The facades of parking garages are fully covered in advertisements, ceilings are used to hang an armada of commercial banners and even the pedestrian bridges that connect the driveway with the check-in hall get fully branded by a local tabloid. The formal minimalism and the abundance of any colors followed the well-intended idea, that people would fill the building with color and life, yet this conception simply abetted the advance of commercial junk space. At terminal 3, every attempt to create architectural integrity is nipped in the bud.
Terminal 3 arrival hall – photo by Owen Ricpolidish
LACK OF INTUITIVE ORIENTATION
While the importance of intuitive orientation has already been mentioned, Vienna airport seems to aim for the opposite. Between the entrances on the landside and the gates on the airside lies a confusing and disorienting complex, a collection of buildings from the last 60 years, all weirdly connected by angled, narrow corridors, low ceilings, curvy ramps, and weirdly proportioned halls. A walk from the train station to the gate can easily require six level changes on a zigzag path as if this building wanted to refine the baroque art of disorientation by creating a sense of dizziness in its users.
A walk from the train station to the gate can easily require six level changes on a zigzag path
Finding the right way can be a challenge in itself, since the labeling of parking garages, terminals and concourses turns out to be quite kafkaesque: While the terminals are numbered with „1“, „1a“ and „3“, there is currently no number „2“ in operation. Passengers may depart from any of these terminals, but all passengers arrive in terminal „3“.
Gate labels start with the letters „B“, „C“, „D“, „F“ and „G“ plus an added number, but there are no „A“ or „E“ gates. „B“, „C“ and „D“ gates have their own concourse, while „F“ and „G“ gates share one. Ultimately, garages and parking lots get ordered by an illogical combination of letters and numbers, that are „K1“, „K3“, „K4“, „P3“, „P4“ and „Pc“, again skipping the numbers and letters between.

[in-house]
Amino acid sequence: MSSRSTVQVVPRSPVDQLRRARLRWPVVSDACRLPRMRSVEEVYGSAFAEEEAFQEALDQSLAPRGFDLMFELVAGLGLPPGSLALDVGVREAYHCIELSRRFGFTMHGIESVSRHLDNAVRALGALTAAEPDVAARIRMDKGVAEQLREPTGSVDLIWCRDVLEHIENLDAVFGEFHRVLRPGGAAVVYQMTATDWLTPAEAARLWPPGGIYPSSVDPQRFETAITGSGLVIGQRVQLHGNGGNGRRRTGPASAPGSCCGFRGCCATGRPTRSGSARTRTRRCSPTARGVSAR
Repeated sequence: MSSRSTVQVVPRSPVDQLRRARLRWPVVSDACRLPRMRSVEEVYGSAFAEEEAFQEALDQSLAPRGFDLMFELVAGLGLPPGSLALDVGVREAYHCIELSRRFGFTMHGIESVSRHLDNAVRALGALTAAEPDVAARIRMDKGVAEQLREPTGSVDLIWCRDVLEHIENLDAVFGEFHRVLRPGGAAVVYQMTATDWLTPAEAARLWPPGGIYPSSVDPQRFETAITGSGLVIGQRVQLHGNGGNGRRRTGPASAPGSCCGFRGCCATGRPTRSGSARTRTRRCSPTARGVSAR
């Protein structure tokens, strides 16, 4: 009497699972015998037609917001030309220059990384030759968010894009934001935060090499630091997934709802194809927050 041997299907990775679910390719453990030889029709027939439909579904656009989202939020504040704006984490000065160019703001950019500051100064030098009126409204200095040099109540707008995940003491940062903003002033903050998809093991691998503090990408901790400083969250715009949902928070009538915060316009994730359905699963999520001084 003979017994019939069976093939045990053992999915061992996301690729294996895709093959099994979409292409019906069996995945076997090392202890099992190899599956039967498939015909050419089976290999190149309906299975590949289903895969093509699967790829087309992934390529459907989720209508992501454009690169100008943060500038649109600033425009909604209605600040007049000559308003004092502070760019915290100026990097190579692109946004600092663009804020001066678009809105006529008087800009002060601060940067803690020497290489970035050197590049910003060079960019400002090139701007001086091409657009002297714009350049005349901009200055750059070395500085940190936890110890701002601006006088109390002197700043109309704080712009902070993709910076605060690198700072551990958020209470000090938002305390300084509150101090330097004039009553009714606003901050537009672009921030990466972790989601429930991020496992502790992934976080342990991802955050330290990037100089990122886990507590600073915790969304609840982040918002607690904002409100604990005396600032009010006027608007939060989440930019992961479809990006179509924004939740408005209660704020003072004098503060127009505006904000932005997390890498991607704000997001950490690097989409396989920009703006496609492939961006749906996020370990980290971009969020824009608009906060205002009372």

Vienna international airport signage – photo by Skyscrapercity
Interestingly, the lack of intuitive orientation gets addressed by two contradicting strategies: While a walk from the underground train station to Terminals 1 and 1a deliberately intensifies the confusion by letting important signage fade at neuralgic crossing points, the concourse in Terminal 3 clearly tries to overcompensate the architectural deficits with an overwhelming amount of signs, letting the ceiling vanish in an unappealing sea of color-coded letters and numbers.
The list of design fails goes on: Once the disoriented passenger has made it through security checks, he finds himself in a maze-like shopping mall, as described above. At the same time, airline lounges and even restrooms are reliably located in the remotest of places, hard to find and only reachable through ridiculously narrow stairs and corridors.
Vienna international airport corridors – photo by Skyscrapercity
In terms of functionality, narrowness seems to be the airports’ greatest weak point. After disembarking the plane in terminal 3, arriving passengers must separate from transferring ones in a hip width corridor by finding a poorly signposted junction, make a sharp turn, then take a narrow escalator, make more turns, walk a claustrophobic corridor towards the main building, then take another escalator to reach the baggage reclaim. Some more turns through customs will finally release you into the, you can guess it by now, narrow and tubular arrival hall. Welcome to Austria, you just swirled your first waltz!
Christian Schwarzwimmer is an Austrian architect and designer. In his posts, he is discussing the complexities of our built environment and highlighting whether architects and designers are finding the right solutions to our urging problems.